Which is why, as I was thinking about today’s reading, I was drawn to the word abide. It’s kind of an odd word; we don’t use it that often. I usually think of it in a negative sense, as in “I can’t abide Brussels sprouts!” – meaning I can’t tolerate them. Or as in telling your rowdy children that you simply “won’t abide that behavior” – as in there are consequences for breaking the rules.  Neither of these applies to John’s meaning.

I did have an interesting encounter with another aspect of abide last Easter. I happened934984_10200507251937105_301113930_n to notice the sign on a bar I always passed on my way to work that said “The Dude Abides.” I actually took a picture of it because I thought it was a great Easter message. It wasn’t until I posted it on Facebook that I discovered the line was from the cult classic movie The Big Lebowski. Evidently, at the end of the movie, after the Dude’s been through all kinds of escapades, he sums up his philosophy of life, “the Dude abides,” meaning that he’ll continue on just fine. Not quite the Easter message I was looking for – or what John is talking about.

Jesus said, “Those who eat my flesh and drink my blood abide in me, and I abide in them.” Now if abiding isn’t about not tolerating nasty-tasting vegetables, or about enforcing rules, or about being a slacker like the Dude, what does it mean? I decided to do a search of the New Testament and found that in the New Revised Standard Version, the Greek word μένω is translated as abide 38 times: 13 times in John’s gospel and 24 times in I John. Turns out it’s one of John’s favorite words! The only other place is “now faith, hope, and love abide; the greatest of these is love” in I Corinthians. Nowhere else. So we can see that ‘abiding’ is a major theme for John; it’s his primary way of characterizing what discipleship is.

Living in the Divine Milieu
9781903900581To abide in Christ is to recognize that we live within the Mystery of Divine life – or as the philosopher/priest/scientist Pierre Teilhard de Chardin called it – the Divine Milieu, the body of God in which we live and move and have our being, as St Paul described it..

Here’s one description of it: “A milieu is as penetrating and omnipresent as the air we breathe; yet we mostly take it for granted. We simply forget about the atmosphere, even though we are dependent upon it at every moment. As soon as we are deprived of oxygen to breathe, we quickly become aware of our need for it. Fish live in a milieu of water yet are unaware of its importance until they are taken out of it. The most important spiritual fact of our existence is that at every minute you and I are swimming in a divine sea. Fortunately we can’t be taken out of it. At every moment we are inhaling and exhaling the divine life. In the divine milieu we live and move and have our being. While it is true that God is always “in heaven” (transcendent) and also always “within us” (immanent), the more important fact is that we are always living and moving (we could say abiding) within the divine milieu.”[1]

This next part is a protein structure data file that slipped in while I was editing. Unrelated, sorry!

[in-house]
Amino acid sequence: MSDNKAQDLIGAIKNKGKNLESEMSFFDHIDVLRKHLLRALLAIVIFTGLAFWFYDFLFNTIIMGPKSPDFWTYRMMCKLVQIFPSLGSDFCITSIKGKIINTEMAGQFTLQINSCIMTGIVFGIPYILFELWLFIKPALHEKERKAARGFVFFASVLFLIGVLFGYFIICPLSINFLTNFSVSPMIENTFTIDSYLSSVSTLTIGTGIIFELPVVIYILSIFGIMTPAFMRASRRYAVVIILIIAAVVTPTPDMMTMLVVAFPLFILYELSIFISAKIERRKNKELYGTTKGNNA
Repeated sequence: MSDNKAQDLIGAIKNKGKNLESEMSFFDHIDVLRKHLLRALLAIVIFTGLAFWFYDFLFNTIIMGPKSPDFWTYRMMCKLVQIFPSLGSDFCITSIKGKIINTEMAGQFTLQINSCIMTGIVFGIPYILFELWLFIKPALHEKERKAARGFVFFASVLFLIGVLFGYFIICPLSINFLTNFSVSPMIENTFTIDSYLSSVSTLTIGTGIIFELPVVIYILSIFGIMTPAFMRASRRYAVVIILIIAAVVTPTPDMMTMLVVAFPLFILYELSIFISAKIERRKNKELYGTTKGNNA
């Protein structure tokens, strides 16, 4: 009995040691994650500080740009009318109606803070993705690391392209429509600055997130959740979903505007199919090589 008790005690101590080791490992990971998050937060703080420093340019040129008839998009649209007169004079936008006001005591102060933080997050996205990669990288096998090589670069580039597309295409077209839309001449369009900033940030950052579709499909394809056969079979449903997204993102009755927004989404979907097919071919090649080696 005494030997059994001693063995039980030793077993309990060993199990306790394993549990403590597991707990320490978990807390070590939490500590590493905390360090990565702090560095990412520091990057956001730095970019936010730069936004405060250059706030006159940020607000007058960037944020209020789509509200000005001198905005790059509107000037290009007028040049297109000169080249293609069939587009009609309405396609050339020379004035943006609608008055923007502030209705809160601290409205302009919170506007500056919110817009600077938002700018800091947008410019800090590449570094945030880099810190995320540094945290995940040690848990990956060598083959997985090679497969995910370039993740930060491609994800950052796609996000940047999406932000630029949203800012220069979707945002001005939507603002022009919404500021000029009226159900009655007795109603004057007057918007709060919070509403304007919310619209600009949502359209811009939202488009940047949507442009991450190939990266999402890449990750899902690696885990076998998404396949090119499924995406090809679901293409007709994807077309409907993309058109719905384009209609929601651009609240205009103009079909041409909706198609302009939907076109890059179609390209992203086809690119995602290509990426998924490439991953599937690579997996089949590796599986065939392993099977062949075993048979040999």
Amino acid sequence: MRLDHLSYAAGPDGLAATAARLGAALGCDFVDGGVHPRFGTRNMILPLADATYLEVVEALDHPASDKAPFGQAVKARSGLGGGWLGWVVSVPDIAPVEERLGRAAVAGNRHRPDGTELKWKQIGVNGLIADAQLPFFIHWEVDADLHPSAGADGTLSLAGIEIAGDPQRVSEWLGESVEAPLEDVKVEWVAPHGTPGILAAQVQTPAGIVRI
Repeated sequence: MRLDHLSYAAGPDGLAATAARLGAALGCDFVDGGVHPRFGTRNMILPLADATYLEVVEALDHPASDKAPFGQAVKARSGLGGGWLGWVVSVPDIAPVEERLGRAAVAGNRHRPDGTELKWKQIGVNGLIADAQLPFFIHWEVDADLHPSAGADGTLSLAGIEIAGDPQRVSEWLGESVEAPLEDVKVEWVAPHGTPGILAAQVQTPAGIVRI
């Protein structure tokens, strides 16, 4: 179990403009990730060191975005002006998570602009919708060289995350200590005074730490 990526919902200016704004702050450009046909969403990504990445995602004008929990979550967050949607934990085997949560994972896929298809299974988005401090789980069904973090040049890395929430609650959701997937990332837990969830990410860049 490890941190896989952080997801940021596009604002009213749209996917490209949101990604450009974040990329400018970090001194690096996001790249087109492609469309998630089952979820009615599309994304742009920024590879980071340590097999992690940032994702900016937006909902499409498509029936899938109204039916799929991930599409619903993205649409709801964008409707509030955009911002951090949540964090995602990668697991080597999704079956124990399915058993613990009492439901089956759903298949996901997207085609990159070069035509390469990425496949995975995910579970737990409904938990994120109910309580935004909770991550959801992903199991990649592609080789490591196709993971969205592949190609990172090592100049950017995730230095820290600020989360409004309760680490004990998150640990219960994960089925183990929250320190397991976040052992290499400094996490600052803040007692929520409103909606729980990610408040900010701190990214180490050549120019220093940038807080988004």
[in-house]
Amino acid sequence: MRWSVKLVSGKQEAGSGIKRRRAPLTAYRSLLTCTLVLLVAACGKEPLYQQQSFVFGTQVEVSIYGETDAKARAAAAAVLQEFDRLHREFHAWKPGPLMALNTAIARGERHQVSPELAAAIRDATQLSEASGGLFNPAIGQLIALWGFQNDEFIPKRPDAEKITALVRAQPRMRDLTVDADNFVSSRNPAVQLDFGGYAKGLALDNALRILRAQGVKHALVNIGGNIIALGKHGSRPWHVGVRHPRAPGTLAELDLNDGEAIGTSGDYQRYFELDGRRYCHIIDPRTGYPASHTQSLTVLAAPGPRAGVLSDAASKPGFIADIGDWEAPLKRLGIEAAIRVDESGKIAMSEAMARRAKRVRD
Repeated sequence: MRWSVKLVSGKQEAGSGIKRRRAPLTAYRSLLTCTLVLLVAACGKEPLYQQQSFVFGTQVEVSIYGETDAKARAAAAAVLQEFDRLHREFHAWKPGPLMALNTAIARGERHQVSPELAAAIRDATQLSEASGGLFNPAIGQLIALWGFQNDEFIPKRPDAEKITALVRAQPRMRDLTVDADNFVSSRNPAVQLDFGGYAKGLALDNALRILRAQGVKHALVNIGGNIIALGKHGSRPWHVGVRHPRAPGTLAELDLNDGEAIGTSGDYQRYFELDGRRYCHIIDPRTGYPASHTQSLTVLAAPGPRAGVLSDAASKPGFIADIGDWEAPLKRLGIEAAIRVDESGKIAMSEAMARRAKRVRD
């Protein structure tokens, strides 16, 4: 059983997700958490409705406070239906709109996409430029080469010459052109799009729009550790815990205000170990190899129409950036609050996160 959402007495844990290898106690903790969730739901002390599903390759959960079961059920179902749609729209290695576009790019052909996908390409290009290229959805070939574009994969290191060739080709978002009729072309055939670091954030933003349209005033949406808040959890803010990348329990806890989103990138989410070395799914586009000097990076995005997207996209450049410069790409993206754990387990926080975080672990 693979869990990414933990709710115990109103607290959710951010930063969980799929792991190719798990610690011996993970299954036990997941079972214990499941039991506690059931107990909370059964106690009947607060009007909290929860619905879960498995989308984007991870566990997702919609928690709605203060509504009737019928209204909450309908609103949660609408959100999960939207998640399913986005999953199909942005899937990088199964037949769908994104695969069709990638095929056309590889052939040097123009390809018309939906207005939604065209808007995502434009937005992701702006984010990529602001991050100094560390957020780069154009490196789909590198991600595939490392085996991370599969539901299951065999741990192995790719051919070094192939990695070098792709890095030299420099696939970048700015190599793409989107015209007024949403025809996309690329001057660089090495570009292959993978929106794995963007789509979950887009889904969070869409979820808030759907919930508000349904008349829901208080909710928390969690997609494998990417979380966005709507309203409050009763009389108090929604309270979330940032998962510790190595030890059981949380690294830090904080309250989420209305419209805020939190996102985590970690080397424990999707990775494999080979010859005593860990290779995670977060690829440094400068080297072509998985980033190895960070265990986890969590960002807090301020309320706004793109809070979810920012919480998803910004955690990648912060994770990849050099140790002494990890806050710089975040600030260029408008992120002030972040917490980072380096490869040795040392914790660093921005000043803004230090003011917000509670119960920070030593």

This is not some abstract philosophical discourse. There are implications for our daily lives. We’re reminded that in this milieu, we’re all connected – as Jesus said in another “I Am” saying: “I am the Vine and you are the branches.” Organic, interdependent. Abiding in Christ is never an individualistic matter.  The more we’re open to a way of experiencing ourselves, everyone else, and in fact, all of creation in this way, the more we will naturally want to care for one another – following the example of our Teacher, Jesus.

Bread of Life
The Last SupperFor John, abiding is deeply sacramental. In this Bread of Life chapter, the language of Holy Communion abounds. I’ve spoken about that in previous weeks. This table is one of the primary ways we open ourselves to the experience of Divine Presence. But the more we can realize how pervasive this Presence is, we can carry the mystic sweetness of Communion with us into all aspects of our daily lives – the easy parts as well as the challenges. We can also carry this Presence with us in all of our encounters with those of other religious traditions – abiding in Christ and being Christ in compassionate, diverse, inclusive relationships – in the name of the One in whom we live and move and have our being.  


John 6:51-58
Jesus said:

“I myself am the living bread
come down from heaven.
If any eat this bread,
they will live forever;
the bread I will give
for the life of the world
is my flesh.”
The Temple authorities then began to argue with one another. “How can he give us his flesh to eat?”
Jesus replied,
“The truth of the matter is,
if you don’t eat the flesh
and drink the blood of the Chosen One,
you will not have life in you.
Those who do eat my flesh and drink my blood
have eternal life,
and I will raise them up on the last day.
For my flesh is true food
and my blood is true drink.
Everyone who eats my flesh and drinks my blood
abides in me, and I abide in them.
Just as the living Abba God sent me
and I have life because of Abba God,
so those who feed on me
will have life because of me.
This is the bread that came down from heaven.
It is not the kind of bread your ancestors ate,
for they died.
Whoever eats this kind of bread
will live forever.”  

[1]Louis M. Savary,The Divine MilieuExplained, Paulist Press , 2007.





  1. I read some interesting commentary on the “I Am” passages in John relatively recently. Apparently some scholars have pointed out that in the synoptic gospels, Jesus almost always avoids drawing attention to himself, and typically keeps his messiahship secret (e.g., Matthew 16:20). This seems to contrast strongly with the bold and relatively unambiguous claims written in John. I think the argument is that John might have added those “I Am” statements to counter theological doubts of Jesus’ messiahship, divinity, etc. Whether it’s accurate or not, it at least sounds plausible enough that I want to look into it more.

    Liked by 1 person